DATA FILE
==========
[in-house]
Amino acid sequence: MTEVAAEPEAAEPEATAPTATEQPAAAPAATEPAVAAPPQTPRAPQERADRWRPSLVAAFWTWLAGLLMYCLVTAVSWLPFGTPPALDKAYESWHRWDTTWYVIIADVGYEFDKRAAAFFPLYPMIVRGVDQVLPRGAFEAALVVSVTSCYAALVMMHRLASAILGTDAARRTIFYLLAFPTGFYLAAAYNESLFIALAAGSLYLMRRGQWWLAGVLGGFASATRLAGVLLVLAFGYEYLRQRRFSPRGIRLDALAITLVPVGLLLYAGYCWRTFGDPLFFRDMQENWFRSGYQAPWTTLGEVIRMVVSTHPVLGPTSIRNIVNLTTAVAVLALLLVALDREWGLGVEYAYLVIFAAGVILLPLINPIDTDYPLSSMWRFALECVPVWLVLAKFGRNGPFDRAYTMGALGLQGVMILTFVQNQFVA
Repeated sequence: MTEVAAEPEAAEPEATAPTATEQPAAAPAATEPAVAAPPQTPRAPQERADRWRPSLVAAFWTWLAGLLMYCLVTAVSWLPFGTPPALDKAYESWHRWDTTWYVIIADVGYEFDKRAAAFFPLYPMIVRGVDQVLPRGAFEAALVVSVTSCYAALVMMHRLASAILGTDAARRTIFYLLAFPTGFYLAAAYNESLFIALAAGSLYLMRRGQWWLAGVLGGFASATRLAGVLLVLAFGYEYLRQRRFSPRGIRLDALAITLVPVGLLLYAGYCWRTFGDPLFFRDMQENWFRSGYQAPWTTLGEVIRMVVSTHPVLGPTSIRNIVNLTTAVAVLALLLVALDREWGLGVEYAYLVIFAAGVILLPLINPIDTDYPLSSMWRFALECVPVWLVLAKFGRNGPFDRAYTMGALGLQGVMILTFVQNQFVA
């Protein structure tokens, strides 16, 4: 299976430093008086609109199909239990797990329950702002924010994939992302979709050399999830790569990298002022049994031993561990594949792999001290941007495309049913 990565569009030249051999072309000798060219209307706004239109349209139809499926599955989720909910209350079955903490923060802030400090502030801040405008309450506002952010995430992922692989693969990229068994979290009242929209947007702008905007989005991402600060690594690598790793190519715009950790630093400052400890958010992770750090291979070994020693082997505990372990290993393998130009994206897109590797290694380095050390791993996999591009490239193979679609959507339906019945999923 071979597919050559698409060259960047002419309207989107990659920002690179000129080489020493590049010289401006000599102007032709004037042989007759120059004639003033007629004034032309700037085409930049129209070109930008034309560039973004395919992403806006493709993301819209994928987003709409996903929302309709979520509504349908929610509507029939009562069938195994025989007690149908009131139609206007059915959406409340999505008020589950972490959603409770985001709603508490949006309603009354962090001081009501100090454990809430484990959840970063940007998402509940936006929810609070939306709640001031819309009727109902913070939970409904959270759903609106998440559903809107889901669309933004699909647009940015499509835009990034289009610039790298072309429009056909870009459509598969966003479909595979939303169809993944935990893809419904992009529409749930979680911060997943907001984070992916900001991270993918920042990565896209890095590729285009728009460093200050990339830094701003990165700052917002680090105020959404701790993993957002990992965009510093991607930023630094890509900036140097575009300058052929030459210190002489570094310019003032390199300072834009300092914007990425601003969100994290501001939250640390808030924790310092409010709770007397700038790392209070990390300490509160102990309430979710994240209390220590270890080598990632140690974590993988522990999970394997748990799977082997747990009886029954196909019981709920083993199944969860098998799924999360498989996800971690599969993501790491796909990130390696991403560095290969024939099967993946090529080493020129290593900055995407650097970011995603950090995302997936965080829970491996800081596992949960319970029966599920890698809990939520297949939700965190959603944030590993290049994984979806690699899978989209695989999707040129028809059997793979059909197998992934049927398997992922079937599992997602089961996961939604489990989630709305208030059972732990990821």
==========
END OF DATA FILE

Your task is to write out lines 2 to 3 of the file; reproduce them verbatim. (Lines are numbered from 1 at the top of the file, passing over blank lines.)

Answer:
Amino acid sequence: MTEVAAEPEAAEPEATAPTATEQPAAAPAATEPAVAAPPQTPRAPQERADRWRPSLVAAFWTWLAGLLMYCLVTAVSWLPFGTPPALDKAYESWHRWDTTWYVIIADVGYEFDKRAAAFFPLYPMIVRGVDQVLPRGAFEAALVVSVTSCYAALVMMHRLASAILGTDAARRTIFYLLAFPTGFYLAAAYNESLFIALAAGSLYLMRRGQWWLAGVLGGFASATRLAGVLLVLAFGYEYLRQRRFSPRGIRLDALAITLVPVGLLLYAGYCWRTFGDPLFFRDMQENWFRSGYQAPWTTLGEVIRMVVSTHPVLGPTSIRNIVNLTTAVAVLALLLVALDREWGLGVEYAYLVIFAAGVILLPLINPIDTDYPLSSMWRFALECVPVWLVLAKFGRNGPFDRAYTMGALGLQGVMILTFVQNQFVA
Repeated sequence: MTEVAAEPEAAEPEATAPTATEQPAAAPAATEPAVAAPPQTPRAPQERADRWRPSLVAAFWTWLAGLLMYCLVTAVSWLPFGTPPALDKAYESWHRWDTTWYVIIADVGYEFDKRAAAFFPLYPMIVRGVDQVLPRGAFEAALVVSVTSCYAALVMMHRLASAILGTDAARRTIFYLLAFPTGFYLAAAYNESLFIALAAGSLYLMRRGQWWLAGVLGGFASATRLAGVLLVLAFGYEYLRQRRFSPRGIRLDALAITLVPVGLLLYAGYCWRTFGDPLFFRDMQENWFRSGYQAPWTTLGEVIRMVVSTHPVLGPTSIRNIVNLTTAVAVLALLLVALDREWGLGVEYAYLVIFAAGVILLPLINPIDTDYPLSSMWRFALECVPVWLVLAKFGRNGPFDRAYTMGALGLQGVMILTFVQNQFVA